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      Review of Statistical Methods for Analysing Healthcare Resources and Costs

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          We review statistical methods for analysing healthcare resource use and costs, their ability to address skewness, excess zeros, multimodality and heavy right tails, and their ease for general use. We aim to provide guidance on analysing resource use and costs focusing on randomised trials, although methods often have wider applicability. Twelve broad categories of methods were identified: (I) methods based on the normal distribution, (II) methods following transformation of data, (III) single-distribution generalized linear models (GLMs), (IV) parametric models based on skewed distributions outside the GLM family, (V) models based on mixtures of parametric distributions, (VI) two (or multi)-part and Tobit models, (VII) survival methods, (VIII) non-parametric methods, (IX) methods based on truncation or trimming of data, (X) data components models, (XI) methods based on averaging across models, and (XII) Markov chain methods. Based on this review, our recommendations are that, first, simple methods are preferred in large samples where the near-normality of sample means is assured. Second, in somewhat smaller samples, relatively simple methods, able to deal with one or two of above data characteristics, may be preferable but checking sensitivity to assumptions is necessary. Finally, some more complex methods hold promise, but are relatively untried; their implementation requires substantial expertise and they are not currently recommended for wider applied work. Copyright © 2010 John Wiley & Sons, Ltd.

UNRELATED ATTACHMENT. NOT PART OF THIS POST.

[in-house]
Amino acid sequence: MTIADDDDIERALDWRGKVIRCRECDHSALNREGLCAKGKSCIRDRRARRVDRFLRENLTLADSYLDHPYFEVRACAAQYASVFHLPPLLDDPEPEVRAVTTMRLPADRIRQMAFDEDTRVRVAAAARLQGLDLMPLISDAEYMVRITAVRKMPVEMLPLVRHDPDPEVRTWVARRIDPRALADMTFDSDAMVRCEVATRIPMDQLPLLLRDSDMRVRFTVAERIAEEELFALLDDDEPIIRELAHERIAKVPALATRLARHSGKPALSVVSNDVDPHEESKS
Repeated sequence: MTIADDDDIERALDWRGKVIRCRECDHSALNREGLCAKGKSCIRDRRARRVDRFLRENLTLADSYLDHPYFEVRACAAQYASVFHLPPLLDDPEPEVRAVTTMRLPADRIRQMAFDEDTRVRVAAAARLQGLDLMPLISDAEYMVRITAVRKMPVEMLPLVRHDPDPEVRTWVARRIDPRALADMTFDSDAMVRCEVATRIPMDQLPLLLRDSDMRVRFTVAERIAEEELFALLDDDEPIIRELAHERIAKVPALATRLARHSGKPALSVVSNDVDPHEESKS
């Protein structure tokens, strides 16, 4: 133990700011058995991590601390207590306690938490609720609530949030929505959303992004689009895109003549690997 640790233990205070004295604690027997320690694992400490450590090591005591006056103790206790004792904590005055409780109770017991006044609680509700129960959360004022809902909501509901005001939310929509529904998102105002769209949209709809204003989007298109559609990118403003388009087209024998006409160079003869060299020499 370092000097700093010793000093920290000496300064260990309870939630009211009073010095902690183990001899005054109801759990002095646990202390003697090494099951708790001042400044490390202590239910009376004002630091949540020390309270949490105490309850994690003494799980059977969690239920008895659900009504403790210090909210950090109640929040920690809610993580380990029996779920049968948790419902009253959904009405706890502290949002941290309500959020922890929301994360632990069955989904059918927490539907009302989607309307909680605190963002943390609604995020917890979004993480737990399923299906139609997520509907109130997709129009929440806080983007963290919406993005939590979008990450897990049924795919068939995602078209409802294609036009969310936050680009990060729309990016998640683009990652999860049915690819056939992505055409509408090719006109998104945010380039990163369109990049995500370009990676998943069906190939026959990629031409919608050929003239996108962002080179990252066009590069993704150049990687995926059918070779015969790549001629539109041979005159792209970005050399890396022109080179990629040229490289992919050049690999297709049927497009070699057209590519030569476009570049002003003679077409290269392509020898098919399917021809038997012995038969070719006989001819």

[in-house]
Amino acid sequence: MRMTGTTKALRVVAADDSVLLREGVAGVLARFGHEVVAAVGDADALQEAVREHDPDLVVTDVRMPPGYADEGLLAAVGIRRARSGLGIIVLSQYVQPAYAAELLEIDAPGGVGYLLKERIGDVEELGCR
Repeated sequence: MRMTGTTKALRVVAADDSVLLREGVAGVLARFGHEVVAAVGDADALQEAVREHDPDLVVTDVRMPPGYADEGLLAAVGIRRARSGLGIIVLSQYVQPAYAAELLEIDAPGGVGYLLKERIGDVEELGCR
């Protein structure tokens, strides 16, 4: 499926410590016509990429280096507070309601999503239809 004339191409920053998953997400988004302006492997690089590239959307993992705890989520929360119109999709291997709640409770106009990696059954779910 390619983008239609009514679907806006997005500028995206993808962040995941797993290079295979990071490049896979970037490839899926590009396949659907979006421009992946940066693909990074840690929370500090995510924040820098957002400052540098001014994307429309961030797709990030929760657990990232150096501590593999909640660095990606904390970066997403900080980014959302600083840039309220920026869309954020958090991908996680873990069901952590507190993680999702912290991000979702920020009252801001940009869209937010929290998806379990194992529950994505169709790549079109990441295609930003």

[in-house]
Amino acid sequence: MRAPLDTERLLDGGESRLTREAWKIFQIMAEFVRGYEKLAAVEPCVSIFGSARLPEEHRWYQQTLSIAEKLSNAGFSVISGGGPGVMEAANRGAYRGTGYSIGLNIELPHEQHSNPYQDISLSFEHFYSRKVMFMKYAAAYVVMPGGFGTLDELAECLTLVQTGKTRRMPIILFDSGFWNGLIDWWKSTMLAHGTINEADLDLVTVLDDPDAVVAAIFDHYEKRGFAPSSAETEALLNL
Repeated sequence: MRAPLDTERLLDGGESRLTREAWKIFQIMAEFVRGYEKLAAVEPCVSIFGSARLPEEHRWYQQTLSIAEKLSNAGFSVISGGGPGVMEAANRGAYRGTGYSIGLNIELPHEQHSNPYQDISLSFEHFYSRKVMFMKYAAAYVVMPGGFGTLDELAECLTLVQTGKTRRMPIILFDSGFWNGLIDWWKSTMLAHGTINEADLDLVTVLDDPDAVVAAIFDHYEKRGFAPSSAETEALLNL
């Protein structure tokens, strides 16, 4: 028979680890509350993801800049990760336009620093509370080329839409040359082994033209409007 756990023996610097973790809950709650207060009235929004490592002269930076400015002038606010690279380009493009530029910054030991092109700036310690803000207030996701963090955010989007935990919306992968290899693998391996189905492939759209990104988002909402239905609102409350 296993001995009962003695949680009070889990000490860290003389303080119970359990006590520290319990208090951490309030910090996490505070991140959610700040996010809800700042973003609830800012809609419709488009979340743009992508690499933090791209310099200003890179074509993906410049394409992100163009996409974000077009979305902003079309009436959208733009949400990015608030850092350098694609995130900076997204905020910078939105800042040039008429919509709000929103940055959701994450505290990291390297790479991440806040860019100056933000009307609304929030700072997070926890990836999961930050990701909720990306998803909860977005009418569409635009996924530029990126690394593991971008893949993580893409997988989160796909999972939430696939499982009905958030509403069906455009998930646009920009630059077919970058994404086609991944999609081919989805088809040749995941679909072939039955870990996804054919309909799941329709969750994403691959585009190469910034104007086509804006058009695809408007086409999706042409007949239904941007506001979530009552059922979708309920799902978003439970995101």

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              Estimating log models: to transform or not to transform?

               J Mullahy,  W Manning (2001)
              Health economists often use log models to deal with skewed outcomes, such as health utilization or health expenditures. The literature provides a number of alternative estimation approaches for log models, including ordinary least-squares on ln(y) and generalized linear models. This study examines how well the alternative estimators behave econometrically in terms of bias and precision when the data are skewed or have other common data problems (heteroscedasticity, heavy tails, etc.). No single alternative is best under all conditions examined. The paper provides a straightforward algorithm for choosing among the alternative estimators. Even if the estimators considered are consistent, there can be major losses in precision from selecting a less appropriate estimator.

                Author and article information

                [a ]Health Economics Research Centre, University of Oxford Oxford, UK
                [b ]Public Health and Health Policy, University of Glasgow Glasgow, UK
                [c ]Department of Probability and Statistics, University of Sheffield Sheffield, UK
                [d ]MRC Biostatistics Unit Cambridge, UK
                Author notes
                *Correspondence to: Health Economics Research Centre, University of Oxford, Old Road Campus, Headington, Oxford OX3 7LF, UK. E-mail: boby.mihaylova@
                Health Econ
                Health Econ
                Health Economics
                John Wiley & Sons, Ltd. (Chichester, UK )
                August 2011
                26 August 2010
                : 20
                : 8
                : 897-916
                Copyright © 2010 John Wiley & Sons, Ltd.

                Re-use of this article is permitted in accordance with the Creative Commons Deed, Attribution 2.5, which does not permit commercial exploitation.

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